Neil Shaw (Snipes) is one of the best covert agents in the United Nations Secret Unit. But practically no one knows he or the elite security force even exists. That is until a Chinese ambassador is murdered, and suddenly Shaw is considered a prime suspect in the killing by the FBI. It becomes apparant to Shaw that there are more U.N. murders planned and he must look after those he has sworn to protect while trying to clear his name.The movie The Art Of War is not based on the book The Art Of War that offers strategies for success without warfare by Sun Tsu. (Laurie Sevano)
The anamorphically enhanced 2.35:1 DVD exhibits a picture that is quite pleasing throughout, with colors that are bold and vibrant. Fleshtones are nicely balanced and blacks are deep and solid. Images are sharp and detailed, though a slight haze is occasionally evident. Contrast and shadow delineation are superb, with excellent visual information in the darker scenes. The picture is quite solid throughout, with no distracting pixelization, edge enhancement or artifacts. (Suzanne Hodges)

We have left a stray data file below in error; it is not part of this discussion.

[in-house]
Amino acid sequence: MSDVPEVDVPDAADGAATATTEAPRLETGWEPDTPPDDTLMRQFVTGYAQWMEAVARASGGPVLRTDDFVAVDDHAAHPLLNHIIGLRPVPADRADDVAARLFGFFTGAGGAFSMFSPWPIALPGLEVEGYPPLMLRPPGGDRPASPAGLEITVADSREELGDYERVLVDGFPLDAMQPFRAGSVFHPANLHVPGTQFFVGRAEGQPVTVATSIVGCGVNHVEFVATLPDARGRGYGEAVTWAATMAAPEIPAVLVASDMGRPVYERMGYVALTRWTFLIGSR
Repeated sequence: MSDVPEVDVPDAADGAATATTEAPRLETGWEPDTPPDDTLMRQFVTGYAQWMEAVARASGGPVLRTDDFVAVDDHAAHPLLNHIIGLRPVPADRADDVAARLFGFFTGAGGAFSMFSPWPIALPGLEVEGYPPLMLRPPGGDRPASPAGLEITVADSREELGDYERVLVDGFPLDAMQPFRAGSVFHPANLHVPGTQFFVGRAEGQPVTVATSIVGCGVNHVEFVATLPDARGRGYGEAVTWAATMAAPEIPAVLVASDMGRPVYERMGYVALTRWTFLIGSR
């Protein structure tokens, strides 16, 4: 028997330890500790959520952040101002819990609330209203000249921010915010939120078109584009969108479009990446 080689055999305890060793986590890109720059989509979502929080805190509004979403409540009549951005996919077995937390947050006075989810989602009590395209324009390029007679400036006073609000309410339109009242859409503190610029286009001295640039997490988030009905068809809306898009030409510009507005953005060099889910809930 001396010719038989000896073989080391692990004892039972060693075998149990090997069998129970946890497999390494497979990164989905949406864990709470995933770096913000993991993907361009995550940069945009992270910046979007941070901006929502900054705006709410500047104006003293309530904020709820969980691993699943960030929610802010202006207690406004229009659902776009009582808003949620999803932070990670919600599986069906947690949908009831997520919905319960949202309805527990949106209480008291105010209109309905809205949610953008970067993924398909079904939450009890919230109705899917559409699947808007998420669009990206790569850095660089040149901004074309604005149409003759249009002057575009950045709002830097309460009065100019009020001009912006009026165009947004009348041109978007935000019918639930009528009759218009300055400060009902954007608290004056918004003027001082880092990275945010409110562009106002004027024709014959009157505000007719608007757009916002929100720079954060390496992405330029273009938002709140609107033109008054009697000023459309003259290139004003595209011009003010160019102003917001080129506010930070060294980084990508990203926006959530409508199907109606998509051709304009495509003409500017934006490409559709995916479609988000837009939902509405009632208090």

I subscribe to several magazines because each one has a different bias, and they obviously don't always write about the same things. I purchase magazines at the newsstand when a particular article or review interests me enough that it's a keeper. I consider Widescreen Review to have the most professional bias of the home theatre magazines. Whereas something like Sound & Vision, I would consider to be more of a consumer bias. One of the things I like about Widescreen Review is the articles about the industry and technical articles (e.g., room setup). I also like its detailed equipment reviews that tell it like it is. One other item of note would be the DVD reviews. I like the ratings, the short descriptions, and the technical information.